A group of engineering students and from Johns Hopkins University are developing a wound treatment system that consists of a “syringe-style device that contains two liquids… the device simultaneously injects the two liquids and a chemical reaction occurs (which) causes them to transform into a polyurethane foam that expands to fill the wound cavity, and then hardens.”
Biomedical engineering major Sydney R. Rooney, MD A 2014, is the student team leader and discussed the removal process of the foam. “We are still testing it so we don’t know the final answer, but our physicians aren’t anticipating for it to be a problem,” said Rooney. Read the article from Gizmag
The Philadelphia Inquirer published an obituary for Abraham Noordergraaf, Ph.D., who died in May at the age of 84. Dr. Noordergraaf, PA D ’53, was professor emeritus at the University of Pennsylvania where he was initiated into Tau Beta Pi as an eminent engineer. His specialized in ballistocariography, “a way of measuring and mapping the pressure and flow of blood into the great vessels of the heart with each heartbeat.”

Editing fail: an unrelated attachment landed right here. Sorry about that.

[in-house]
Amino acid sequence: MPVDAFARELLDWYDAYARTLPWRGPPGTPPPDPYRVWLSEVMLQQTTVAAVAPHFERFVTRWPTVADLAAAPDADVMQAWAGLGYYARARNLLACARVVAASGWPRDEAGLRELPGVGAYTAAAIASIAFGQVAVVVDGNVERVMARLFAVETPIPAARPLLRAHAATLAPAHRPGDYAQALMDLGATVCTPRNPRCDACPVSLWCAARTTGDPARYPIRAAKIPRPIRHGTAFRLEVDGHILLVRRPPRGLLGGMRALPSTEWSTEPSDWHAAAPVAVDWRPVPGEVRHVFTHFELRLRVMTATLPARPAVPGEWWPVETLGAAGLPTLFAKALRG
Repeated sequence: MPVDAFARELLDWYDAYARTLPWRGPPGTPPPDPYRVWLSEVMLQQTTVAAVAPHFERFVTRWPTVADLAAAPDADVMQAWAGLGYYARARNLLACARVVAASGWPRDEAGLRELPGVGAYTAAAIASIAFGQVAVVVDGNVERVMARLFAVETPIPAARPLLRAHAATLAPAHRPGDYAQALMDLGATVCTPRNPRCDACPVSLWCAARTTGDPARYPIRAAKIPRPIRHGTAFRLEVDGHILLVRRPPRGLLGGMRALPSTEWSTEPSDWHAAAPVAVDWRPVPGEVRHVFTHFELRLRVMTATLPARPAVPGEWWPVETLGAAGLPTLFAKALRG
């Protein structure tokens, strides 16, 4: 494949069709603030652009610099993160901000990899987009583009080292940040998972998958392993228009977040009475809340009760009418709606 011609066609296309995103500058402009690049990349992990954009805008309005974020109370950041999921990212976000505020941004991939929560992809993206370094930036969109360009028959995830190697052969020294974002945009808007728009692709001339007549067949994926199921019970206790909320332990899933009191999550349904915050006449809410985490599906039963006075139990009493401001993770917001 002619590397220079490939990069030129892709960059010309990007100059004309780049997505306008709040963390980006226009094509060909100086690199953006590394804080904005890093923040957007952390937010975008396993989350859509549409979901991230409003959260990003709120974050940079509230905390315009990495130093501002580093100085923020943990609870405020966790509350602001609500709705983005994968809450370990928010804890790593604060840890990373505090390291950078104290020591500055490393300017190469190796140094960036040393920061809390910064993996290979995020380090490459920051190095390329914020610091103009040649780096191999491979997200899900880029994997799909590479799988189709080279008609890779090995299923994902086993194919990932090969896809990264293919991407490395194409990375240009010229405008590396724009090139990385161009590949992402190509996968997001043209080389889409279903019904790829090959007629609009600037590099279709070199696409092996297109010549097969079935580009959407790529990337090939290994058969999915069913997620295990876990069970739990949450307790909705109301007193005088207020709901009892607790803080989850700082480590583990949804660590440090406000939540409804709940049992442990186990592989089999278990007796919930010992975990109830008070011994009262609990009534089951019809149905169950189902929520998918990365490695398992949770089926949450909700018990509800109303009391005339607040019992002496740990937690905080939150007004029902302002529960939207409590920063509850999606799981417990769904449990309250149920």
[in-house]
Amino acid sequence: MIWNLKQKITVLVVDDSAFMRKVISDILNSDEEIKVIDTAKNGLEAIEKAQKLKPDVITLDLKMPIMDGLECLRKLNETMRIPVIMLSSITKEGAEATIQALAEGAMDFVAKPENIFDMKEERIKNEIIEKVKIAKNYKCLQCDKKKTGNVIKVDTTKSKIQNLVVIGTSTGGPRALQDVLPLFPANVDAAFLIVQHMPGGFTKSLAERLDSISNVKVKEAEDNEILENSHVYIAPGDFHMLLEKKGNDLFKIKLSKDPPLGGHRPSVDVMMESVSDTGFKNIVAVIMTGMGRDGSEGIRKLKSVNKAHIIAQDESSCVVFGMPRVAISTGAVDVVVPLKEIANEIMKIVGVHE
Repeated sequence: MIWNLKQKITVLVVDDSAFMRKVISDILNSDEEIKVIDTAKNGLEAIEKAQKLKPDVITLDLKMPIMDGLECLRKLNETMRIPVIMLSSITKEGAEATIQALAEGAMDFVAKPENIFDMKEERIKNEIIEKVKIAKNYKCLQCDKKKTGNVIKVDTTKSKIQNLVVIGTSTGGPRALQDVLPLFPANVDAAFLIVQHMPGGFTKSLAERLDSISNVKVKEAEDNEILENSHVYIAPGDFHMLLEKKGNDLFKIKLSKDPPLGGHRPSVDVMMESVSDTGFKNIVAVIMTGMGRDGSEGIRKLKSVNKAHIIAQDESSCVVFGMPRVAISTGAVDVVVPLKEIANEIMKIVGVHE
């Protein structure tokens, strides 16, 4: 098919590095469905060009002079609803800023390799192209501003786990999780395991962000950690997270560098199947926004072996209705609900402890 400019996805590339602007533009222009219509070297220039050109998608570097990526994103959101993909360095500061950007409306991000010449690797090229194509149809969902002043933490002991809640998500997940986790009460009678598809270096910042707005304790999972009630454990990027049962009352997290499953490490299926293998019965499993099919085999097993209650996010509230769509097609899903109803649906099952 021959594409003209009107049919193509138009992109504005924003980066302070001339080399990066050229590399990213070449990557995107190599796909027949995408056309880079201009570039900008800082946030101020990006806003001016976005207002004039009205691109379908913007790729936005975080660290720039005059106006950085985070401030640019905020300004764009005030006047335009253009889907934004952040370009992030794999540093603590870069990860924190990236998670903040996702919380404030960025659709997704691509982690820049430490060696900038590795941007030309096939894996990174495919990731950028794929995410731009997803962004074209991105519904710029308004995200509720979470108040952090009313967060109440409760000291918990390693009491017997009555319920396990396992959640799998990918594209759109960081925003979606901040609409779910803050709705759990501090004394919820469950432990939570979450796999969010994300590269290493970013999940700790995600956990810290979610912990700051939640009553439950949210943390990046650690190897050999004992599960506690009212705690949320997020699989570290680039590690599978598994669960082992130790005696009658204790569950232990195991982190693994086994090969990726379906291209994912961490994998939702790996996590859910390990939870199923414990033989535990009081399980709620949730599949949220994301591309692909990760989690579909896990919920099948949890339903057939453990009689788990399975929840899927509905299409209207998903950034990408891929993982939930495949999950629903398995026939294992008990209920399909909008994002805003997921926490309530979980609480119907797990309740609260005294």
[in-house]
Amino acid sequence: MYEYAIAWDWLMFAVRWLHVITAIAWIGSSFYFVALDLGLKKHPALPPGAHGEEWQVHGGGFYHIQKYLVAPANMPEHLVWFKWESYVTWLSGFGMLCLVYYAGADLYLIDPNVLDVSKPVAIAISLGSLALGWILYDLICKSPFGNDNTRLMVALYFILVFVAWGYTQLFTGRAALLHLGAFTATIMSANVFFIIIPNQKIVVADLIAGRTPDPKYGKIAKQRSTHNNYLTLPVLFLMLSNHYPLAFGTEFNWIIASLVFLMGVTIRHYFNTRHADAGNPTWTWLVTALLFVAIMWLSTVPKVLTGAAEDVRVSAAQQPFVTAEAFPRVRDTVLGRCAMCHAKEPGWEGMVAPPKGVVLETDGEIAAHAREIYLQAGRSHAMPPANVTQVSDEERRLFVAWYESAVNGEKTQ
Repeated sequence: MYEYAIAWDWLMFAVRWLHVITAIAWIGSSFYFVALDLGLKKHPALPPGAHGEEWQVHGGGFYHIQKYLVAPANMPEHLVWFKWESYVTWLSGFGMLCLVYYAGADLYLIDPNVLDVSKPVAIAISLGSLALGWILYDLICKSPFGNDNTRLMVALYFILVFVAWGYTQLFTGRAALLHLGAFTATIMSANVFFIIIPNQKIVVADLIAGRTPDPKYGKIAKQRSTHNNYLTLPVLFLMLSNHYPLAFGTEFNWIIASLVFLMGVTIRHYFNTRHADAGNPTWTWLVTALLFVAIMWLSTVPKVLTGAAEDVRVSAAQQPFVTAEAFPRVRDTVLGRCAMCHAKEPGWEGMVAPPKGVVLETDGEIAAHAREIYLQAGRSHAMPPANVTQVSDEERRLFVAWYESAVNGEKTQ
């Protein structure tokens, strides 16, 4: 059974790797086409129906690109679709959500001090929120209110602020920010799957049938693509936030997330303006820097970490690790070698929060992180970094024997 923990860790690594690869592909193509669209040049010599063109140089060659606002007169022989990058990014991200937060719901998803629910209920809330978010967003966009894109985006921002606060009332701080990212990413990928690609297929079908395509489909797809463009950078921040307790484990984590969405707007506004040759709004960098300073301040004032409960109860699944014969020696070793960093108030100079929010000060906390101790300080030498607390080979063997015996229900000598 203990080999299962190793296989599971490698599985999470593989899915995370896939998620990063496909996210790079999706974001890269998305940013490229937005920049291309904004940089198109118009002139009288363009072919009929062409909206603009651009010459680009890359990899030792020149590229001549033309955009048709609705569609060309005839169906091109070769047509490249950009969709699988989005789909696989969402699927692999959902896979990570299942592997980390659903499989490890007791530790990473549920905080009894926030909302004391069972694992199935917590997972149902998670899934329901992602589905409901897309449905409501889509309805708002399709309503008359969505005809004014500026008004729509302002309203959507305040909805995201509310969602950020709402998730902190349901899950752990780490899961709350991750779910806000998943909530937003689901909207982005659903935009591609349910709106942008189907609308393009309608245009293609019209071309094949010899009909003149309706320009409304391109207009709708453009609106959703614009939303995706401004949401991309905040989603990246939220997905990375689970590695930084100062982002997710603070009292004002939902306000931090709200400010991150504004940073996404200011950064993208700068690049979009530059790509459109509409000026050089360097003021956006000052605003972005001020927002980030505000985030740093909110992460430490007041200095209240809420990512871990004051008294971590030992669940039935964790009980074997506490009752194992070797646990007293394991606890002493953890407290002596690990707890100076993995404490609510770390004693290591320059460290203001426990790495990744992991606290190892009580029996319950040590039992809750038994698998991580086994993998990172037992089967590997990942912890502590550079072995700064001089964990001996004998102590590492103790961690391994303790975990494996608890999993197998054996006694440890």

Read the full obit for more biographical information, including details of Dr. Noordergraaf’s textbook publication and his participation in the formation of the Cardiovascular System Dynamics Society.
Jonathan E. Clark, Ph.D. (UT B ’98), has received an NSF grant as part of a NSF Career Award prize “to build faster, more agile robots to both run and climb across several different terrains.” Dr. Clark is an engineering professor at Florida A&M University-Florida State University College of Engineering.
According to the article, Dr. Clark’s lab is already full or robotic prototypes and his future plans include building a robot that moves like a squirrel. This grant will allow him to hire a graduate student lab assistant and to “really examine the science behind how animals move and how they might translate that to a robot.”